Those difficult midnight hours and tired afternoons seem so long ago now.  In the years since you found a way to sleep at night, you've also discovered how to fill your waking daylight hours with as much life as they can possibly hold, and because your passions so often spill over and touch those around you, too, you've allowed me to experience the same kind of wide-eyed amazement you seem to have for the world.  You view every moment as an opportunity to discover something new and fascinating in your environment or in your own thoughts.  An icicle glimmering in the winter sun, a news story that stirs your interest and emotion, the scent of something sweet baking in the kitchen, an intriguing word you've heard for the first time, a cute critter in the backyard, a challenging math concept, a brilliant idea for creating something new, a powerful song that moves you:  all of these things you experience with keen senses, a curious mind, and an open heart, using them as inspiration to grow even more within.  You live big, with boundless energy and enthusiasm; you get excited even about little things many other people wouldn't notice.  You believe that the ideas you value are worth fighting dearly for.  You ask questions (oh so many questions!) and you often delight us with the wonderful answers you come up with yourself.  It's hard sometimes to believe that you're only turning nine when you are already so full of rich experiences, insights, and emotions.

I will admit that some days now I still feel tired as your mom; your ability to live, to think, to feel so deeply makes it hard to keep up with you sometimes, or to know how to interact with you in the ways that you need most.  But this kind of tired is different from how I felt when you were small.  It's more often the deeply satisfying kind of tired that comes from an exhilarating experience that pushes me (in a good way) to move beyond what I already know.  I am really happy to be your mom, Will; watching you embrace life in your own vibrant way has given me so many opportunities to see more, to feel more, to understand more, and has often made me feel more alive than ever.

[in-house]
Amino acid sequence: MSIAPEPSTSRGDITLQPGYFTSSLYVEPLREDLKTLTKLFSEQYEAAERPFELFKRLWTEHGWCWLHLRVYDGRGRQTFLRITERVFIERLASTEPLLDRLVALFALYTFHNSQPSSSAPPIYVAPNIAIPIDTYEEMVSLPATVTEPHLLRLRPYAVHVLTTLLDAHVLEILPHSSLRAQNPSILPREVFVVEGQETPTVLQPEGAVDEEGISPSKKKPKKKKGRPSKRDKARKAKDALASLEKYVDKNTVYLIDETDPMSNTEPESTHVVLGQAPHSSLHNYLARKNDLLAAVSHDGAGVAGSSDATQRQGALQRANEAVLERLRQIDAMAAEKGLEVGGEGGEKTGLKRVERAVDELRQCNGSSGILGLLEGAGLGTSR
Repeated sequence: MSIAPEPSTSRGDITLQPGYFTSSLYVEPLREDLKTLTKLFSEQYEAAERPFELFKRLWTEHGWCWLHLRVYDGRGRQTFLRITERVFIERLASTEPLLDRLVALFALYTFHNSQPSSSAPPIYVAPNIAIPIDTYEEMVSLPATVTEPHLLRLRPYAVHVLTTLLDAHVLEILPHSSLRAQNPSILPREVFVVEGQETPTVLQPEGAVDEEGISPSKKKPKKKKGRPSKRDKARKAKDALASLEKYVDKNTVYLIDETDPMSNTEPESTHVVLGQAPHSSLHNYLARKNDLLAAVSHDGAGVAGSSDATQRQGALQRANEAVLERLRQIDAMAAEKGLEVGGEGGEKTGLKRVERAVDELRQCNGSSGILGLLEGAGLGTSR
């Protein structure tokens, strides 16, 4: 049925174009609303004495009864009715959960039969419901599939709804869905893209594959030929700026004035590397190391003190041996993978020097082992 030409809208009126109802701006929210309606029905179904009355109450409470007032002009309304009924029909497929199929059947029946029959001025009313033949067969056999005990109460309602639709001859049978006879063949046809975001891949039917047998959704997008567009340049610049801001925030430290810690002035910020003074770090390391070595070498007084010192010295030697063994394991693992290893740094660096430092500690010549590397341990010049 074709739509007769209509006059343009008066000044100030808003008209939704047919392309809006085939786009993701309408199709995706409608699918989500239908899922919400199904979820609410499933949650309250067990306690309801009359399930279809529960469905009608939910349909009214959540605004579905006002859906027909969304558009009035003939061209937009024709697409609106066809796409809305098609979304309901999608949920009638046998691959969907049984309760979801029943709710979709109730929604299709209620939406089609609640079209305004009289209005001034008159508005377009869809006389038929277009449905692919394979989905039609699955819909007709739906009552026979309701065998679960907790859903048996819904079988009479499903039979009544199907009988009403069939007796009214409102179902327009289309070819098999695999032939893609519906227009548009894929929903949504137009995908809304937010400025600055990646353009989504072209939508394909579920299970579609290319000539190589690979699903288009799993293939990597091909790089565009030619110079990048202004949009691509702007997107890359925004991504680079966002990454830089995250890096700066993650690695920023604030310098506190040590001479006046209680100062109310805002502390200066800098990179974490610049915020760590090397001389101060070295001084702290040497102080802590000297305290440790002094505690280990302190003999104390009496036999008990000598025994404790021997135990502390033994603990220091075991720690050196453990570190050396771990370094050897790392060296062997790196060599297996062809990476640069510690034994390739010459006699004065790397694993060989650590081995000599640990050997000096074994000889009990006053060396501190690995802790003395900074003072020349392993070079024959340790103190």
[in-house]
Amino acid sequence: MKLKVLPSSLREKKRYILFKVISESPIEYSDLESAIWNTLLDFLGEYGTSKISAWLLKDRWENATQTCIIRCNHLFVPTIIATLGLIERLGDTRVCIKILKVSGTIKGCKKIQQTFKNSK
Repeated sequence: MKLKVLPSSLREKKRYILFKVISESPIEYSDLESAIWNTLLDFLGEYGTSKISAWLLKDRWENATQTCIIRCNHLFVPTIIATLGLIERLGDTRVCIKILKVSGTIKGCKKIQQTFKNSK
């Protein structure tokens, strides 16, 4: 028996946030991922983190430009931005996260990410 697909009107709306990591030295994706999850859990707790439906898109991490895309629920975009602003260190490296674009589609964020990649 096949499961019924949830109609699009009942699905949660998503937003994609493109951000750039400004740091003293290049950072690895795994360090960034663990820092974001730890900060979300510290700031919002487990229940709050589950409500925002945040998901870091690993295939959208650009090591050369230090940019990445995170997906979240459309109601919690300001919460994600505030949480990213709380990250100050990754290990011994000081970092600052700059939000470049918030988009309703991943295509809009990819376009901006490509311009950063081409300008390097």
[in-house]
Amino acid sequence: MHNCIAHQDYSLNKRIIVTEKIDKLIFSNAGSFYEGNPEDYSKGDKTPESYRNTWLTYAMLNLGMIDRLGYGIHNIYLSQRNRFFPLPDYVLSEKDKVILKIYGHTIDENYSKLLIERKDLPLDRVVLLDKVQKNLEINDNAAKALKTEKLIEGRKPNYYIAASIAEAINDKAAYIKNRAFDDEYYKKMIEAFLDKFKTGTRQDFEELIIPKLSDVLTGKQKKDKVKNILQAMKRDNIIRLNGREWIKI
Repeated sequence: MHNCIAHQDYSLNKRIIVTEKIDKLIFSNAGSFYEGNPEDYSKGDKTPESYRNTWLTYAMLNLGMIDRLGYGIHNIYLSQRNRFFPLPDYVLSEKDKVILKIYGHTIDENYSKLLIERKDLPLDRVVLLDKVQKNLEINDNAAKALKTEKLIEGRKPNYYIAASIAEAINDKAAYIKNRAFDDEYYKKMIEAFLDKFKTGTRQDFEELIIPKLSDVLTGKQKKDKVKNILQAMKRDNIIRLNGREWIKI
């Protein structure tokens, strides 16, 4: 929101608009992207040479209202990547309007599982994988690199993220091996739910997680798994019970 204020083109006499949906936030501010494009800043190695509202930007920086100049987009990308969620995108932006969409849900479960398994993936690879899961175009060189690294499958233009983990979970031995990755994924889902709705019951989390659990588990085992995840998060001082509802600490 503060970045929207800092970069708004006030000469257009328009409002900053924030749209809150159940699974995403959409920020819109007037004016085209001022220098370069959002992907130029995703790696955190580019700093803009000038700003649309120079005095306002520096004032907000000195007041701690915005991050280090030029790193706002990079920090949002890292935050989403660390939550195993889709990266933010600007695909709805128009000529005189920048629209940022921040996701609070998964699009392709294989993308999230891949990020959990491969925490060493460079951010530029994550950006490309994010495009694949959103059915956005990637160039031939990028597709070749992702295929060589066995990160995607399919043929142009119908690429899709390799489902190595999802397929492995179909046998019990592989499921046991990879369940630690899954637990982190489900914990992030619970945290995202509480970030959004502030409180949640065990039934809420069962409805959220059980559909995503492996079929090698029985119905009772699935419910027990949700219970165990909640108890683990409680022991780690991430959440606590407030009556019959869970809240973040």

Happy 9th Birthday, Will.  I wish you a wonderful year of new and exciting experiences, ones that will further encourage your lively mind and spirit and allow you to grow in ever more amazing ways.

Thursday, March 7, 2013

A bookworm's breakfast -- 17

I don't know if you've noticed it where you are, but in our little corner of the world there have been clues more subtle than flipping over to a new calendar page recently that change is in the air.  I've been waking up to a hint of daylight rather than pitch blackness in the morning, and our dinner table in the evenings is now lit once again with natural rays coming through our kitchen window rather than from a lamp overhead.   The afternooon sun feels warm on my face and the wind has a kinder, gentler quality to it; one morning this week Will noticed that the air even smelled differently, more fresh, like spring.  Despite the newly fallen, fluffy snow that delicately covers the branches in our neighbourhood once again today, there are birds a-plenty in the trees, and they are singing cheerfully as we begin our day.  It is a sound that I hadn't realized I was missing until it reappeared recently, and one that brings hope and anticipation for renewal as the seasons slowly shift.